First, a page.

In the leading case on employer liability for employee conduct (Bazley v. Curry), it was determined that employers are “ vicariously liable for (a) acts of employees that are authorized by the employer and (b) unauthorized acts that are related to conduct authorized by the employer.” (5)


A growing number of US employers have been found liable for employees who drive distracted:

An American truck driver who was checking his phone messages caused a ten-car pile up and killed three people. The employer was found liable, and the accident cost the company 24.7 million dollars.

An employee on his way to work crashed and was injured. Although the employee was not in a work vehicle or on work time, the employer was found liable for the accident because the employee was on the phone with his employer at the time of the accident, dealing with a work-related issue. The accident cost the employer one million dollars in damages (6).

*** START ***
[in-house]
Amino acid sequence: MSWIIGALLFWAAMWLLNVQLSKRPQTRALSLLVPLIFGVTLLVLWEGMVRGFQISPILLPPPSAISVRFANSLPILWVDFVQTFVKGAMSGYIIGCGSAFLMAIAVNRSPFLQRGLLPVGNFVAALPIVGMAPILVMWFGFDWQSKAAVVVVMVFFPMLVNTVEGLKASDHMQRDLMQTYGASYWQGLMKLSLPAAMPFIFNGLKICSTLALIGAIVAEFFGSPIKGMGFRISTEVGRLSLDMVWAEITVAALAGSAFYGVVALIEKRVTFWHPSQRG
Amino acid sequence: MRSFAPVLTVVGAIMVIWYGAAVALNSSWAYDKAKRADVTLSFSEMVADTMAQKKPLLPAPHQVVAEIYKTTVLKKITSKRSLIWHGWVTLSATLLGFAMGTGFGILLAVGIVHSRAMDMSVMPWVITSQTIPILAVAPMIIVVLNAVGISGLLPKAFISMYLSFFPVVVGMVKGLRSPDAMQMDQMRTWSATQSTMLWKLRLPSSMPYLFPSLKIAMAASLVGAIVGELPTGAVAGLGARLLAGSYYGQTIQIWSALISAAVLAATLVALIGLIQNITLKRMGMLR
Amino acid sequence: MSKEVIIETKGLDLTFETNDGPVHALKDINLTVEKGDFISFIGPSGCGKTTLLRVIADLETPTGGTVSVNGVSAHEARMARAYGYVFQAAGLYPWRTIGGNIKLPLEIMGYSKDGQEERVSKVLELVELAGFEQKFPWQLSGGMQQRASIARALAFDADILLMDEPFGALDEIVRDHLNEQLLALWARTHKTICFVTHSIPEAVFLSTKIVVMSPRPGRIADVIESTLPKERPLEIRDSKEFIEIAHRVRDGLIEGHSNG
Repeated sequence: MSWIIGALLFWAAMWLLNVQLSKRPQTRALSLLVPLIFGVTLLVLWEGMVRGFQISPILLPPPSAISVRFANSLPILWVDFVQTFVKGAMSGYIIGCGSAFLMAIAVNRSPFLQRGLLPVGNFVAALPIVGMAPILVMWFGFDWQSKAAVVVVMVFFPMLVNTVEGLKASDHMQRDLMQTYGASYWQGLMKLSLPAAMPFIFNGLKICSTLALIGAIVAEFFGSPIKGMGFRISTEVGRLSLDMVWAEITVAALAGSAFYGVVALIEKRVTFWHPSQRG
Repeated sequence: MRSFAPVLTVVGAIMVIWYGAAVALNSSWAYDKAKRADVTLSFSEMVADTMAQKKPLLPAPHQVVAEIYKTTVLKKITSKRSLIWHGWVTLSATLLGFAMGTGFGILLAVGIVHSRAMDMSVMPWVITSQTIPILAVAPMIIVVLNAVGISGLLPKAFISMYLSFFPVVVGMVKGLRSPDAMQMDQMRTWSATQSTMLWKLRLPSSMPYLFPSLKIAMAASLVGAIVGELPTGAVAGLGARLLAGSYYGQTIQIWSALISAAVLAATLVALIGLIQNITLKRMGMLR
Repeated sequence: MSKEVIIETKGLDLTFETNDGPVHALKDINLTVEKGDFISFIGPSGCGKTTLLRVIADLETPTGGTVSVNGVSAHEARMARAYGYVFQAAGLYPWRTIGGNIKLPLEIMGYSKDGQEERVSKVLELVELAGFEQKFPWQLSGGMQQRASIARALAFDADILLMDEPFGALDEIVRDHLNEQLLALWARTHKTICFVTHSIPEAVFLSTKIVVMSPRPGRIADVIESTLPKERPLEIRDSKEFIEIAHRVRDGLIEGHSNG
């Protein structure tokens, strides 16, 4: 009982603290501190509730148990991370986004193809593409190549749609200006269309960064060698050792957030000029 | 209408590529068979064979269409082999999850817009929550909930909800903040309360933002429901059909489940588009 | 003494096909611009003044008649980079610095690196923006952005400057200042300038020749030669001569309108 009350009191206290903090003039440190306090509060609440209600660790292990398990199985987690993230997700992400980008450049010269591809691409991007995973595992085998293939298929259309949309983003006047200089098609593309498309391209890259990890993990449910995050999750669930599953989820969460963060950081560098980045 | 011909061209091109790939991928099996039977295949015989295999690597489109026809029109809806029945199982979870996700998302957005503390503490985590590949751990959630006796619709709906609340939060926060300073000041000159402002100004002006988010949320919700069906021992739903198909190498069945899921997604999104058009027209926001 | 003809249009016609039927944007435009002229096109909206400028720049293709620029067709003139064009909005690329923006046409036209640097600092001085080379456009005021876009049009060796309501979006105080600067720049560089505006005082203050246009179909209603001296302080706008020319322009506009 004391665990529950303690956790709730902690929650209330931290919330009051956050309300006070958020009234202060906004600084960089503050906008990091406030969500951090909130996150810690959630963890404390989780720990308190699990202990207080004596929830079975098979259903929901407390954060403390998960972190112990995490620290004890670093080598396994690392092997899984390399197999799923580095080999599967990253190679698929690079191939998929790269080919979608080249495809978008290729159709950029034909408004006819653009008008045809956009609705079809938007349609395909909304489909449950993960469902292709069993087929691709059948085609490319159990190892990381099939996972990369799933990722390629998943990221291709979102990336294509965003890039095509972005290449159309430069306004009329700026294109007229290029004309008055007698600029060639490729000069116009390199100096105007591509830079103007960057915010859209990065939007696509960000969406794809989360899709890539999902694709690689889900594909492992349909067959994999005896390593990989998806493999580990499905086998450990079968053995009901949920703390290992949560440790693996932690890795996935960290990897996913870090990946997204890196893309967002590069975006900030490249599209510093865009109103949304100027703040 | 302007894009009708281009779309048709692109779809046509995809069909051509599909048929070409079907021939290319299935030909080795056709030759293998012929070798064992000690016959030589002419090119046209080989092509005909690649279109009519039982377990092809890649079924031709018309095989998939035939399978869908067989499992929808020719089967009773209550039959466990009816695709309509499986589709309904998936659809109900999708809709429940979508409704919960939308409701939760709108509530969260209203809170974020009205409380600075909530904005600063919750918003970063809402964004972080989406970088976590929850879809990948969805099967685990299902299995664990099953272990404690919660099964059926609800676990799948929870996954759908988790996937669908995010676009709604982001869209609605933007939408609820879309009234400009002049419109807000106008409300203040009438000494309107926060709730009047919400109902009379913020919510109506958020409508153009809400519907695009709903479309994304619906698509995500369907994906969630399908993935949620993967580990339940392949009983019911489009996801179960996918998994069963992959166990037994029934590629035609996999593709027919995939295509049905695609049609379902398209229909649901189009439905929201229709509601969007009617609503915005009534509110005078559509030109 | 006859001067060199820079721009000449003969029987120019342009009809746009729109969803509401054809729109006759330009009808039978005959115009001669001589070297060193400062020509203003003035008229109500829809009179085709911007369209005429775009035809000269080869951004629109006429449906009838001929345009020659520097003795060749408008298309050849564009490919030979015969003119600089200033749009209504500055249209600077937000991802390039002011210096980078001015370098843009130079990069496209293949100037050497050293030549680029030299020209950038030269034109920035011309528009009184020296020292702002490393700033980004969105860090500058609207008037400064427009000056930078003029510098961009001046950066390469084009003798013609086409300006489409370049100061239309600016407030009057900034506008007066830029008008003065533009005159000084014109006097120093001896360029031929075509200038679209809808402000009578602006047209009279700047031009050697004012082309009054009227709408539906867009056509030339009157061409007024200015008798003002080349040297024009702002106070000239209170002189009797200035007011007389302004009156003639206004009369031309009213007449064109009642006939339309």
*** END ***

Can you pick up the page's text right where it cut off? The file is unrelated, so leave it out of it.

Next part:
An employee driving a company car while chatting with her husband on the phone hit another car, forcing it into oncoming traffic, where it was struck head-on. The driver of the other vehicle was killed. The employer was found liable, and the accident cost the company 21.6 million dollars.

The common thread is that employers are more consistently being held accountable for employees who injure themselves or others while driving distracted. Although the examples are American, Canadian courts are following suit. In Ontario, the case of Walker v. Ritchie resulted in an employer paying over one million dollars in damages after an employee who was found to be driving distracted caused an accident that resulted in catastrophic injuries to a 17-year-old girl. As the Canadian justice system and government start to take aim at distracted driving, the numbers of employers being fined for employee conduct behind the wheel will no doubt increase.